In preparation for a lengthy and intense painting journey to Arizona, I spent a few hours cutting cheap Kraft paper into sheets, taping them to old, failed 11x14” canvas panels, and sealing them with shellac. Tom Dunlay had advised using decent charcoal paper instead, and I wish I’d listened to him, for reasons which will be explained. But the material I chose had its own advantages, and I’m glad to have done it.
Over the course of seven work days, I have painted 23 11x14” oil sketches, while also doing some more ambitious work. I have a few days left in my trip, but here’s my haul so far:
Working on material this cheap brings about a kind of nonchalance, which can be useful if one wants to just record what happens to fall on the retina of one’s eye. What’s to lose? Some paint and a few cents worth of paper one would otherwise use to mail packages.
The smooth surface of the paper is made slicker still by the coat of shellac, whose function is to seal the paper fibers from the paint. That slickness makes careful drawing nearly impossible. One is forced, rather, to try and hit the note correctly, throw the paint onto the surface, and hope for the best. Had I gone with Dunlay’s suggestion to use good quality charcoal paper, which has got a tooth to it, the process might be a little closer to how one paints on canvas. But that slickness has its own merits.
What became obvious very quickly is that the slickness of the surface meant that the loaded brush can glide freely. This worked nicely for painting the sky, which is a fluid medium constantly in motion.
Sometimes you want to do a rapid sketch, just going after value and color. Painting on this sort of paper really offers you no other choice. I don’t think any of these sketches took more than a half hour to paint. Most of them took half that.
I’m not advocating this as the best way to make pictures, but it’s a nifty way to loosen up. If any of these sketches merit it, they can always be glued onto wood panels.
I don’t know if it’s even feasible to give sketches like these a second or third day. Because the paint lies on the surface of the smooth shellacked paper, it takes much longer to dry than it would on canvas, and I try to let a picture dry to the touch before doing any further work on it.
I wanted snow. I didn’t realize I wanted it till I saw so much of it on the ground. But the locals informed me that it was melting at a rate of about a foot per day. It’s ironic that I wanted snow, since back home there were subzero temperatures, and all the snow a guy could possible ask for. But Arizona offered not only some snow, but also pretty warm temperatures. My fingers freeze easily.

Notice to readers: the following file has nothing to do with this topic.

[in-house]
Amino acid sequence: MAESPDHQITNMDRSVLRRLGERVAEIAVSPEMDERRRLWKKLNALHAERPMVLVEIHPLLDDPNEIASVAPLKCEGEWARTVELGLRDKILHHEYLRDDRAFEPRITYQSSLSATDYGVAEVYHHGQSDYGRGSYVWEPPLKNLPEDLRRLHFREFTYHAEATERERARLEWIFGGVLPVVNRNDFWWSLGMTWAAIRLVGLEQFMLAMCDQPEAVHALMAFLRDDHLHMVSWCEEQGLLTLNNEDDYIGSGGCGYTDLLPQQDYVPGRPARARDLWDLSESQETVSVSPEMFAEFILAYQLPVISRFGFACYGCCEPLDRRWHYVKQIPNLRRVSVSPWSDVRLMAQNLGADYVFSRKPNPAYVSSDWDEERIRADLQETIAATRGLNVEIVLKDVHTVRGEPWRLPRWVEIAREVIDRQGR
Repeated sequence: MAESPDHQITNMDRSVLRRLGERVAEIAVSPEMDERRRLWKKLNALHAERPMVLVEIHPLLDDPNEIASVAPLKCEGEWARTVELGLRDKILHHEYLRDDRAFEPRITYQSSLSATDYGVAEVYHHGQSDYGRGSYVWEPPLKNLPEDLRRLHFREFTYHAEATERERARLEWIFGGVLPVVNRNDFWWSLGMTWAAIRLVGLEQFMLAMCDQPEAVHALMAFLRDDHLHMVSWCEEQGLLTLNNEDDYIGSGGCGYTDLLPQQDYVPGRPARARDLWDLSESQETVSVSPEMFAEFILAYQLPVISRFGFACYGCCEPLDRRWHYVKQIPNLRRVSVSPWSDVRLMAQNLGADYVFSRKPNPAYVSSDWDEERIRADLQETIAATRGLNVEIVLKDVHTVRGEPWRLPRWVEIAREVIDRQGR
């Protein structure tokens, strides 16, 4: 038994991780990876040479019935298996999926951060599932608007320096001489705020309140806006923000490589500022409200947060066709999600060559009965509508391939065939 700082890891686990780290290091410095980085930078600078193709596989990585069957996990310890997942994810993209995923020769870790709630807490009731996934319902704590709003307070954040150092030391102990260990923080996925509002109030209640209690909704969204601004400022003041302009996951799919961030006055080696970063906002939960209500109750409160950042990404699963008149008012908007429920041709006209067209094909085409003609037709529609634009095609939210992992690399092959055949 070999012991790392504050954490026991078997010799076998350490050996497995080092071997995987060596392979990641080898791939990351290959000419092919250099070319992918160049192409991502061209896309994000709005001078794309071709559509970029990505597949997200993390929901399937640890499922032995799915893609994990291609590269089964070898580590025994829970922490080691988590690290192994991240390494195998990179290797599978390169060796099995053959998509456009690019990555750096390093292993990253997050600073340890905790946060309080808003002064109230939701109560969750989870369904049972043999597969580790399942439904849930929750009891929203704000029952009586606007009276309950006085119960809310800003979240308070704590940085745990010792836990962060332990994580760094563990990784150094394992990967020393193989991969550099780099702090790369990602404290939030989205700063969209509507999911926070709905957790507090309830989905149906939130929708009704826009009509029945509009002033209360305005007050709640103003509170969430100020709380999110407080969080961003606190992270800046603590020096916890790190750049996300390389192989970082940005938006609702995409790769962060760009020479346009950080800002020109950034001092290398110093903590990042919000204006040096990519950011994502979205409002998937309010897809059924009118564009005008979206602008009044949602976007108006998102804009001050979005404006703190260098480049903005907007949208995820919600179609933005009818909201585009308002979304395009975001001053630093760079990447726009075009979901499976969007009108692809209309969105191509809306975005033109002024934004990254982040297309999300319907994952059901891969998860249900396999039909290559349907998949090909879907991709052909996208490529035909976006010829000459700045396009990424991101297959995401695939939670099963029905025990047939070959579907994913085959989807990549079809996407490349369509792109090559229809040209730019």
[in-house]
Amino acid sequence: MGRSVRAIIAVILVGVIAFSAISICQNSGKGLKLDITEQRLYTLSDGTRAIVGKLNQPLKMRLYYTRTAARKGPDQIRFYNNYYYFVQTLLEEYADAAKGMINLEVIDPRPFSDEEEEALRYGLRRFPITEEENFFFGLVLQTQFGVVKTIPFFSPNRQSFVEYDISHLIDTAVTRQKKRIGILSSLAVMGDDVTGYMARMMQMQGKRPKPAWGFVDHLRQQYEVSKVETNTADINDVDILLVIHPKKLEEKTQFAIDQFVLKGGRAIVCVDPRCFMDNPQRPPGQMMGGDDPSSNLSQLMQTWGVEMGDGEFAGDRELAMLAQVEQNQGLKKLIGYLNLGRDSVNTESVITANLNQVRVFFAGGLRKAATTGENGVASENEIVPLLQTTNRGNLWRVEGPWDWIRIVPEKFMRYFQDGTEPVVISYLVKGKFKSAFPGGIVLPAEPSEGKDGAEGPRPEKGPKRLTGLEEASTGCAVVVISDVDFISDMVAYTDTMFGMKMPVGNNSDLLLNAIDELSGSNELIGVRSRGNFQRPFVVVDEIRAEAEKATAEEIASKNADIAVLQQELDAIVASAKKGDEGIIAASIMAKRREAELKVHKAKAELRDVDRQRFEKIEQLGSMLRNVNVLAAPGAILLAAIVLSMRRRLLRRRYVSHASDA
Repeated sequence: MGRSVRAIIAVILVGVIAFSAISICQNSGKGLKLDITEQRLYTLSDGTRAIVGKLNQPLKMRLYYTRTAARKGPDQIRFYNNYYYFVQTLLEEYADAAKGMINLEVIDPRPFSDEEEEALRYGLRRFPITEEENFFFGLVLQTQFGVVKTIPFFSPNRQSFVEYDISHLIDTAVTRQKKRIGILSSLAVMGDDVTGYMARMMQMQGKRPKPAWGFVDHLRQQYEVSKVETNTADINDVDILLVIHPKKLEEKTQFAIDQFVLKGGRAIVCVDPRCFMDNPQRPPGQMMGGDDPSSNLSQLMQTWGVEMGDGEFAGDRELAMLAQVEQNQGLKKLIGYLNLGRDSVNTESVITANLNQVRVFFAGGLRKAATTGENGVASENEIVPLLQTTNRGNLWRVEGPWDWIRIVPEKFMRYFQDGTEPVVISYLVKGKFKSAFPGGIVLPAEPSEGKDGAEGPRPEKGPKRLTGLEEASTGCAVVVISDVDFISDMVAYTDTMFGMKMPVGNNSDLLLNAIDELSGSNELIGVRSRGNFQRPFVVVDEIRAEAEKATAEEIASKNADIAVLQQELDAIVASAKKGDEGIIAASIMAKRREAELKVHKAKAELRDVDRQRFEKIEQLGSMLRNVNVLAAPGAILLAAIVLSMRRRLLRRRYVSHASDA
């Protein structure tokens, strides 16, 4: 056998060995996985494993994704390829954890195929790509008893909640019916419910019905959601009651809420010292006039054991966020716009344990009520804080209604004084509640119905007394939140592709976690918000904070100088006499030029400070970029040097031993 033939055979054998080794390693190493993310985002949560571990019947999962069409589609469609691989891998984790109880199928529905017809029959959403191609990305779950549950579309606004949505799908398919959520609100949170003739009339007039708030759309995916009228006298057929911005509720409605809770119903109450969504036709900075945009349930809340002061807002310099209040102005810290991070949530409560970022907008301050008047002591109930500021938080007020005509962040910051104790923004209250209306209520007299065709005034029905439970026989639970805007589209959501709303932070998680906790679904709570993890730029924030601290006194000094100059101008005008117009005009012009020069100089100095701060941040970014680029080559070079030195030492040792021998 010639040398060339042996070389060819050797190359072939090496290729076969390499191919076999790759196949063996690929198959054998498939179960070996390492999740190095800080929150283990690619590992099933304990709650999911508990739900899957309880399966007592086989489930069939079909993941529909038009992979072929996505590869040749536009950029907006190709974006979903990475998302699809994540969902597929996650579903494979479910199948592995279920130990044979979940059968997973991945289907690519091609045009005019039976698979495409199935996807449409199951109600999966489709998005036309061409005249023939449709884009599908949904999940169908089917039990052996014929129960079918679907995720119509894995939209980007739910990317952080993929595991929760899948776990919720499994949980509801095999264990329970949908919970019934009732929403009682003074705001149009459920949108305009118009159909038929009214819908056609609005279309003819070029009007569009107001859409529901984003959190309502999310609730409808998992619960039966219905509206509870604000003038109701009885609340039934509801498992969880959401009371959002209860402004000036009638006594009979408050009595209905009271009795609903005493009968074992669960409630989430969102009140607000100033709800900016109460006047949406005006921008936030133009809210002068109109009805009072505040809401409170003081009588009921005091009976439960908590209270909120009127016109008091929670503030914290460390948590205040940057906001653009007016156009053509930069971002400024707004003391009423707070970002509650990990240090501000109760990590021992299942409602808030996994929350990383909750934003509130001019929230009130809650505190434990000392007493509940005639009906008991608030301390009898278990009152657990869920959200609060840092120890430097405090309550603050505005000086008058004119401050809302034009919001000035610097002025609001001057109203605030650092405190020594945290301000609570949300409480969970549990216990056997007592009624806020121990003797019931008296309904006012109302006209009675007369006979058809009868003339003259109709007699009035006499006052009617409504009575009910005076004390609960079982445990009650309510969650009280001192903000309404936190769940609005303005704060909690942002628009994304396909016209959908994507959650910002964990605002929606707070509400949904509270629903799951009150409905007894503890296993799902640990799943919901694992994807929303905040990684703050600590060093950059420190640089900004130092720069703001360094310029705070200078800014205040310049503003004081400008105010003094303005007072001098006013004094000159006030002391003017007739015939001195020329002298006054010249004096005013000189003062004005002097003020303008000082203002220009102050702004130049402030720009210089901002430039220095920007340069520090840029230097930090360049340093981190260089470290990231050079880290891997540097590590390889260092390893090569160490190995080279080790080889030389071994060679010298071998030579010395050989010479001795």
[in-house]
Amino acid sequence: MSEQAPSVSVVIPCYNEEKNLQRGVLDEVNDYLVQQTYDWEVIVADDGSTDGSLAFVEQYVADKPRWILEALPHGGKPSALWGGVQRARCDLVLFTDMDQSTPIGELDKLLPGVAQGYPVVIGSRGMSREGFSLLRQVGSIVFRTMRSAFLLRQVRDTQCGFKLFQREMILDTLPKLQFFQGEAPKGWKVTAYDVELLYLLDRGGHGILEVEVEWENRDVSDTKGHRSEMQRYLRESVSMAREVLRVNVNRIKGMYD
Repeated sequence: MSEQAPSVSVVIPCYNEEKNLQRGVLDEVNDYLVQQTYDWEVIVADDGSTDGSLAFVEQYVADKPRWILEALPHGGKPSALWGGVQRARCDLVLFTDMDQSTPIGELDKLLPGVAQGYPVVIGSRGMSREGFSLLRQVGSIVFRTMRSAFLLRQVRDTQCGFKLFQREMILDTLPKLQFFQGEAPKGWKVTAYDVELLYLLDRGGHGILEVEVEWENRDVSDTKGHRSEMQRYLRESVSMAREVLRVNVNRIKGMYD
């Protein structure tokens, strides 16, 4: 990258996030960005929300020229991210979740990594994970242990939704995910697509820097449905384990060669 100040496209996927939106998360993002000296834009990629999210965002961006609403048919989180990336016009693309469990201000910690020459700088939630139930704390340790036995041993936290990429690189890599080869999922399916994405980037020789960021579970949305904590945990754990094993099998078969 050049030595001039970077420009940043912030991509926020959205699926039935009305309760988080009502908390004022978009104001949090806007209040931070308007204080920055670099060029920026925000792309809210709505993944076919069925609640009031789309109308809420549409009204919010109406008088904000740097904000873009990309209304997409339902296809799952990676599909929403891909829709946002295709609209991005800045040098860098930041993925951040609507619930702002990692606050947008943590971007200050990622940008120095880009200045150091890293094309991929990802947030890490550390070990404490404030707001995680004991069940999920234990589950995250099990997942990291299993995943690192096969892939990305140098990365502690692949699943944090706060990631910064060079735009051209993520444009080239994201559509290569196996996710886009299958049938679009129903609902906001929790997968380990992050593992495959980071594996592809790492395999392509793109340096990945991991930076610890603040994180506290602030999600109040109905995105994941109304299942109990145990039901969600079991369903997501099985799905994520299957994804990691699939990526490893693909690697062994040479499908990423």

A marvelous rack of stratus clouds appeared in the sky. Like everything else in the sky, these were moving fast, and chasing after them was kind of like a Mack Sennett comedy. And spots of the dark paper showing through in the sky kind of breaks the spell. But for all its crudeness, I like this sketch better than its 22 brothers.
A local brought me to Superstition Canyon, and I’ve spent a lot of time there.
Clouds take on marvelous shapes. If you move fast and aren’t too finicky, you can grab them. Shellacked kraft paper is pretty sympathetic to moving fast and not being finicky.
Sunsets have their own challenges. One is that since light is disappearing fast, it’s tough to judge one’s value and color. And the sky changes rapidly, much moreso than during other times of day. And sunsets can be gaudy when recorded with paint. Not many people attempt them. But here comes cheap paper to the rescue. You’ll attempt damn near anything.
The following day’s sunset. What was it I said about gaudy? But I call ‘em the way I see ‘em.
Yesterday was an epic day for clouds. I couldn’t get enough of them.
I’m trying to do some substantial stuff here, too, but 23 sketches on paper have proven to be a decent use of my time.